One of the key balance exercises we use in rehab is to stand on one foot. This makes sense because it forces one leg to do all the work. We then progress with head tilts, eyes closed, upper body movements and throwing objects at you. And it’s a great starting point until you need more.

And what do you need?

You Need Two Feet To Progress In Balance Training… Wait… What?

Click here to see the video.

Yep that’s right. We spend the majority of the day on two feet or in some type of split stance. Our weight shifts and balances as we do daily activities such as:

  • Reaching into the fridge
  • Placing the dishes in an overhead cabinet
  • Opening a door
  • Getting off the couch

We do balance on one foot as we run, walk, stair step and get on a bike. But we also stabilize our body on two feet as we transition into movements.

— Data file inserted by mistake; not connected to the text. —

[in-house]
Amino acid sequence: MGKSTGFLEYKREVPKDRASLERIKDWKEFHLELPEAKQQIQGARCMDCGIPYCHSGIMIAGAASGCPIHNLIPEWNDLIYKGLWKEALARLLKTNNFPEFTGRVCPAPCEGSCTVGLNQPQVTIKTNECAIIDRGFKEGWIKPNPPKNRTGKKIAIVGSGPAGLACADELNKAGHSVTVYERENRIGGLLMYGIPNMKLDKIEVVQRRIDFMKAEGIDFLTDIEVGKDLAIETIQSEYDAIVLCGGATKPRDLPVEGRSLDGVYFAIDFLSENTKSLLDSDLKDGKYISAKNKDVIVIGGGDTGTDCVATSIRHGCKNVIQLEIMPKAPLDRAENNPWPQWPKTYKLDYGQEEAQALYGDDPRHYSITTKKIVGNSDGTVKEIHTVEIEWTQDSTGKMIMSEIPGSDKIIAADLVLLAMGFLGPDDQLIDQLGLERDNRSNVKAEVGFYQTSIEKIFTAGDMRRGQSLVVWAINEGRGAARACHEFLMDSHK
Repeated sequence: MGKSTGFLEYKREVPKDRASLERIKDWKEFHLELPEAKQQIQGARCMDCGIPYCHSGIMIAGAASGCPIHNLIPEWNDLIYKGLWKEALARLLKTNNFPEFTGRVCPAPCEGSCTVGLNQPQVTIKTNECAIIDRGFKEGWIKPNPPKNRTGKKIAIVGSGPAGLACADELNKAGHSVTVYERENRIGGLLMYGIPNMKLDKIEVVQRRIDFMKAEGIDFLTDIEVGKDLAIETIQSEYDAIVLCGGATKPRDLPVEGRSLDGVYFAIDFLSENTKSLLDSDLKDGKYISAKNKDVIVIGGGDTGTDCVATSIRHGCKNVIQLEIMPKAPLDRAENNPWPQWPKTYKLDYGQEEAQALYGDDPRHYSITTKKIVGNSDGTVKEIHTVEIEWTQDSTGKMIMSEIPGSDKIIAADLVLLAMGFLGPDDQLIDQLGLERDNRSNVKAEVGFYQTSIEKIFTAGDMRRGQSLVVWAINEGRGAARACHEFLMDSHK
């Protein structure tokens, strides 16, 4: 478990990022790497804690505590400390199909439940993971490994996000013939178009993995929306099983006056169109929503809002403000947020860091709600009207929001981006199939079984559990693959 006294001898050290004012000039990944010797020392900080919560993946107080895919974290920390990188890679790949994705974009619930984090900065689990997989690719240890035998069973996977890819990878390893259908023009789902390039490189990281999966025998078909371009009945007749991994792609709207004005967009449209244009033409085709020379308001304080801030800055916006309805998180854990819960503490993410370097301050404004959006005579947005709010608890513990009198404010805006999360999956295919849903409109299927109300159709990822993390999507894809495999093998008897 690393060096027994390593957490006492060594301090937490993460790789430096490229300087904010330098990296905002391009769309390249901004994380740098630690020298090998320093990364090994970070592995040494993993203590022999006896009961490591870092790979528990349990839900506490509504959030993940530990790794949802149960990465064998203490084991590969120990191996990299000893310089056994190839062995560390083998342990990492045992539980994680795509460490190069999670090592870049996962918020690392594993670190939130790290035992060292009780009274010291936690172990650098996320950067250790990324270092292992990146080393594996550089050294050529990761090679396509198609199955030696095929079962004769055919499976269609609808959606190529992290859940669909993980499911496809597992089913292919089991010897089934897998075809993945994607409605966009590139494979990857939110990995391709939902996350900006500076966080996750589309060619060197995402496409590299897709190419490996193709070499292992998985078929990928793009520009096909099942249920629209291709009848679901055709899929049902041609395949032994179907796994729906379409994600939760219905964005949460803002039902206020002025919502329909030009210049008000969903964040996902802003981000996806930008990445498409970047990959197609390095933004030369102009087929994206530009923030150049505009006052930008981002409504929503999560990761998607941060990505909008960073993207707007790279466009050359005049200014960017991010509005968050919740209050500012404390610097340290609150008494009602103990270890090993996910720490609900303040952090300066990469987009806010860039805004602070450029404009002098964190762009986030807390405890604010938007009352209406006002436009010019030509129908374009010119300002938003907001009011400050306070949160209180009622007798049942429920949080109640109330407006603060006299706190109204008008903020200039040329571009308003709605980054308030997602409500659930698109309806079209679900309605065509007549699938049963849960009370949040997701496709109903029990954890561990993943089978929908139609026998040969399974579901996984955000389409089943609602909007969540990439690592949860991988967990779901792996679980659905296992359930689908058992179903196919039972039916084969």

My challenge to you- get into more complex positions than a single leg stance.

Include These 4 Stances Into Your Balance Training Routine:

Wide Squat:

Feet face forward with body facing forward.

Angled Squat/Open Stance:

Angle body 45 degrees.

Lunge:

Legs are in split stance with both feet facing forward.

In-Line Stance:

Heel to toe position

Think about daily activities that really do require balance as you shift weight.

This may seem simplistic, but if you have a chronically unstable ankle, weak core, poor posture, ACL deficient knee, aging or just plain out of shape- these activities can be daunting. Unfortunately this leads to inactivity and compensations in normal movements.

Before you know it you lose strength and control and start to rely on poor mechanics to help you get off the couch or out of the car.

So grab your balance board, simulate these stances and stay active!

The Ultimate Fitness board one 8.5″ Half Ball is featured in the above video

Stay Tuned: In the next blog, I’ll talk about complex movements and why balance training needs to incorporate 4 key motions.